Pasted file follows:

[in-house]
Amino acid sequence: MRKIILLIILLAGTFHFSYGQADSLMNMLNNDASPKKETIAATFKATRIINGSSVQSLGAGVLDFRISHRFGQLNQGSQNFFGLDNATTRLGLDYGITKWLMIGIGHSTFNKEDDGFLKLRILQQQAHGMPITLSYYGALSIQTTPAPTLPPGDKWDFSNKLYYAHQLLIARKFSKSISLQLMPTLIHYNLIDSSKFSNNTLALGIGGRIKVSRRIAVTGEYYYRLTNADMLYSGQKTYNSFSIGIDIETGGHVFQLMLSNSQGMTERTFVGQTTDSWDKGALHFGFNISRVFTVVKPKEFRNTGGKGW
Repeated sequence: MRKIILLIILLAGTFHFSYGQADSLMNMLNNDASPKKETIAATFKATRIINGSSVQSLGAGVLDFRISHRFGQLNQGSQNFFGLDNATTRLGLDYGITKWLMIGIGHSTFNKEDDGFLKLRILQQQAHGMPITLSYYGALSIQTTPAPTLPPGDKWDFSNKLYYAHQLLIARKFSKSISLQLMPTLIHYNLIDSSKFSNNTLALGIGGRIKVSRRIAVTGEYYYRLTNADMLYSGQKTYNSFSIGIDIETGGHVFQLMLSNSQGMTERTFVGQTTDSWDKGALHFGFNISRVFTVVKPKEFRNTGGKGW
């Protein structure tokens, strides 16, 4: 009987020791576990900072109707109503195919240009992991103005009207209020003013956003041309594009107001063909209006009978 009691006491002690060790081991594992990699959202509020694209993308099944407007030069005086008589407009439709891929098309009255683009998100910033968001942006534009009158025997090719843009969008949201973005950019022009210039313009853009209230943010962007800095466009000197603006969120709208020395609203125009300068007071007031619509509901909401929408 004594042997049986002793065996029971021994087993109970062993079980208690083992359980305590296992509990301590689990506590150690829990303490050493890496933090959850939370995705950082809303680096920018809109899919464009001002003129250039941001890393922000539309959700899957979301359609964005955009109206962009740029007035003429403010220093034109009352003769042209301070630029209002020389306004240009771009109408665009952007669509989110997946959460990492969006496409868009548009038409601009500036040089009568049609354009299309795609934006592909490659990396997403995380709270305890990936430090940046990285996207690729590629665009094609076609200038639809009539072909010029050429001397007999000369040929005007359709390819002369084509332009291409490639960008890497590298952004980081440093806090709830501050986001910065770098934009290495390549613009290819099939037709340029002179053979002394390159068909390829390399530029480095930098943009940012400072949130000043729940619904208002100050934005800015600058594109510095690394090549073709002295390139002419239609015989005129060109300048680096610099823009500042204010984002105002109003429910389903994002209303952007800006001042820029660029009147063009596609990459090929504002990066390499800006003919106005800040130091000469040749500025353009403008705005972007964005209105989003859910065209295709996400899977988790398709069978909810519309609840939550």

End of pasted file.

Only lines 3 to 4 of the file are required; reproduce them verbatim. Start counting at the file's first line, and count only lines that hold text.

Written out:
Repeated sequence: MRKIILLIILLAGTFHFSYGQADSLMNMLNNDASPKKETIAATFKATRIINGSSVQSLGAGVLDFRISHRFGQLNQGSQNFFGLDNATTRLGLDYGITKWLMIGIGHSTFNKEDDGFLKLRILQQQAHGMPITLSYYGALSIQTTPAPTLPPGDKWDFSNKLYYAHQLLIARKFSKSISLQLMPTLIHYNLIDSSKFSNNTLALGIGGRIKVSRRIAVTGEYYYRLTNADMLYSGQKTYNSFSIGIDIETGGHVFQLMLSNSQGMTERTFVGQTTDSWDKGALHFGFNISRVFTVVKPKEFRNTGGKGW
């Protein structure tokens, strides 16, 4: 009987020791576990900072109707109503195919240009992991103005009207209020003013956003041309594009107001063909209006009978 009691006491002690060790081991594992990699959202509020694209993308099944407007030069005086008589407009439709891929098309009255683009998100910033968001942006534009009158025997090719843009969008949201973005950019022009210039313009853009209230943010962007800095466009000197603006969120709208020395609203125009300068007071007031619509509901909401929408 004594042997049986002793065996029971021994087993109970062993079980208690083992359980305590296992509990301590689990506590150690829990303490050493890496933090959850939370995705950082809303680096920018809109899919464009001002003129250039941001890393922000539309959700899957979301359609964005955009109206962009740029007035003429403010220093034109009352003769042209301070630029209002020389306004240009771009109408665009952007669509989110997946959460990492969006496409868009548009038409601009500036040089009568049609354009299309795609934006592909490659990396997403995380709270305890990936430090940046990285996207690729590629665009094609076609200038639809009539072909010029050429001397007999000369040929005007359709390819002369084509332009291409490639960008890497590298952004980081440093806090709830501050986001910065770098934009290495390549613009290819099939037709340029002179053979002394390159068909390829390399530029480095930098943009940012400072949130000043729940619904208002100050934005800015600058594109510095690394090549073709002295390139002419239609015989005129060109300048680096610099823009500042204010984002105002109003429910389903994002209303952007800006001042820029660029009147063009596609990459090929504002990066390499800006003919106005800040130091000469040749500025353009403008705005972007964005209105989003859910065209295709996400899977988790398709069978909810519309609840939550």